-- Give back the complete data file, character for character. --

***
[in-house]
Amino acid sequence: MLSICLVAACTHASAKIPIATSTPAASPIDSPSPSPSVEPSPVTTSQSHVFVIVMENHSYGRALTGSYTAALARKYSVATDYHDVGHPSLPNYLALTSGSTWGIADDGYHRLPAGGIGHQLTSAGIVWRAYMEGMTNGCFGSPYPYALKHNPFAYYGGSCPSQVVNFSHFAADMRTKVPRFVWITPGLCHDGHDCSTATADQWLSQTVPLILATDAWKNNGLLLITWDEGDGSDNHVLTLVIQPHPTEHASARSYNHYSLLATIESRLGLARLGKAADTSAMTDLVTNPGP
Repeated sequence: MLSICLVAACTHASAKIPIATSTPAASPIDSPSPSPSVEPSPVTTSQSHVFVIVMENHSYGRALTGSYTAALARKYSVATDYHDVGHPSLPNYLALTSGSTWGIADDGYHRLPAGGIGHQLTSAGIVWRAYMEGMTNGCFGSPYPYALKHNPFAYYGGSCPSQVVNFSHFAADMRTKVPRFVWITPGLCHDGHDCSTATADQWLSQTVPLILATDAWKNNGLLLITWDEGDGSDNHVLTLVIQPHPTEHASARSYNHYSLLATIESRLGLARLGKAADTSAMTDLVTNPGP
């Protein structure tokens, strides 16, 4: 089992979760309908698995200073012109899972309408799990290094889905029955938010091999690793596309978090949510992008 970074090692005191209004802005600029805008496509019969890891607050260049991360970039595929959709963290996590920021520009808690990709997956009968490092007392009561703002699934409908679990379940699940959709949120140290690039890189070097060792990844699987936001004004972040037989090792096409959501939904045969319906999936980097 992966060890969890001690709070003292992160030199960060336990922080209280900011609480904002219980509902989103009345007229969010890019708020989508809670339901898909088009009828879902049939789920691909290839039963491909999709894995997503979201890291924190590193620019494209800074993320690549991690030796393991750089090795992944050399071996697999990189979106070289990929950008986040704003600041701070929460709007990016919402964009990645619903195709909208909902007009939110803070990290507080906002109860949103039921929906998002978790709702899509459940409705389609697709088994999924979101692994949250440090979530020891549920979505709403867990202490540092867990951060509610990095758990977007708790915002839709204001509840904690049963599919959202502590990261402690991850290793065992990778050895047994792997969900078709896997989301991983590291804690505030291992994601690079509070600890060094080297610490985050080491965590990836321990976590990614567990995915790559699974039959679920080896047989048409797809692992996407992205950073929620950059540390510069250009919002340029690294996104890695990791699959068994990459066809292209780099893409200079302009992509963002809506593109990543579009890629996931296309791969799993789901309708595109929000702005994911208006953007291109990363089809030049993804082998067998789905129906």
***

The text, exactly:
[in-house]
Amino acid sequence: MLSICLVAACTHASAKIPIATSTPAASPIDSPSPSPSVEPSPVTTSQSHVFVIVMENHSYGRALTGSYTAALARKYSVATDYHDVGHPSLPNYLALTSGSTWGIADDGYHRLPAGGIGHQLTSAGIVWRAYMEGMTNGCFGSPYPYALKHNPFAYYGGSCPSQVVNFSHFAADMRTKVPRFVWITPGLCHDGHDCSTATADQWLSQTVPLILATDAWKNNGLLLITWDEGDGSDNHVLTLVIQPHPTEHASARSYNHYSLLATIESRLGLARLGKAADTSAMTDLVTNPGP
Repeated sequence: MLSICLVAACTHASAKIPIATSTPAASPIDSPSPSPSVEPSPVTTSQSHVFVIVMENHSYGRALTGSYTAALARKYSVATDYHDVGHPSLPNYLALTSGSTWGIADDGYHRLPAGGIGHQLTSAGIVWRAYMEGMTNGCFGSPYPYALKHNPFAYYGGSCPSQVVNFSHFAADMRTKVPRFVWITPGLCHDGHDCSTATADQWLSQTVPLILATDAWKNNGLLLITWDEGDGSDNHVLTLVIQPHPTEHASARSYNHYSLLATIESRLGLARLGKAADTSAMTDLVTNPGP
């Protein structure tokens, strides 16, 4: 089992979760309908698995200073012109899972309408799990290094889905029955938010091999690793596309978090949510992008 970074090692005191209004802005600029805008496509019969890891607050260049991360970039595929959709963290996590920021520009808690990709997956009968490092007392009561703002699934409908679990379940699940959709949120140290690039890189070097060792990844699987936001004004972040037989090792096409959501939904045969319906999936980097 992966060890969890001690709070003292992160030199960060336990922080209280900011609480904002219980509902989103009345007229969010890019708020989508809670339901898909088009009828879902049939789920691909290839039963491909999709894995997503979201890291924190590193620019494209800074993320690549991690030796393991750089090795992944050399071996697999990189979106070289990929950008986040704003600041701070929460709007990016919402964009990645619903195709909208909902007009939110803070990290507080906002109860949103039921929906998002978790709702899509459940409705389609697709088994999924979101692994949250440090979530020891549920979505709403867990202490540092867990951060509610990095758990977007708790915002839709204001509840904690049963599919959202502590990261402690991850290793065992990778050895047994792997969900078709896997989301991983590291804690505030291992994601690079509070600890060094080297610490985050080491965590990836321990976590990614567990995915790559699974039959679920080896047989048409797809692992996407992205950073929620950059540390510069250009919002340029690294996104890695990791699959068994990459066809292209780099893409200079302009992509963002809506593109990543579009890629996931296309791969799993789901309708595109929000702005994911208006953007291109990363089809030049993804082998067998789905129906």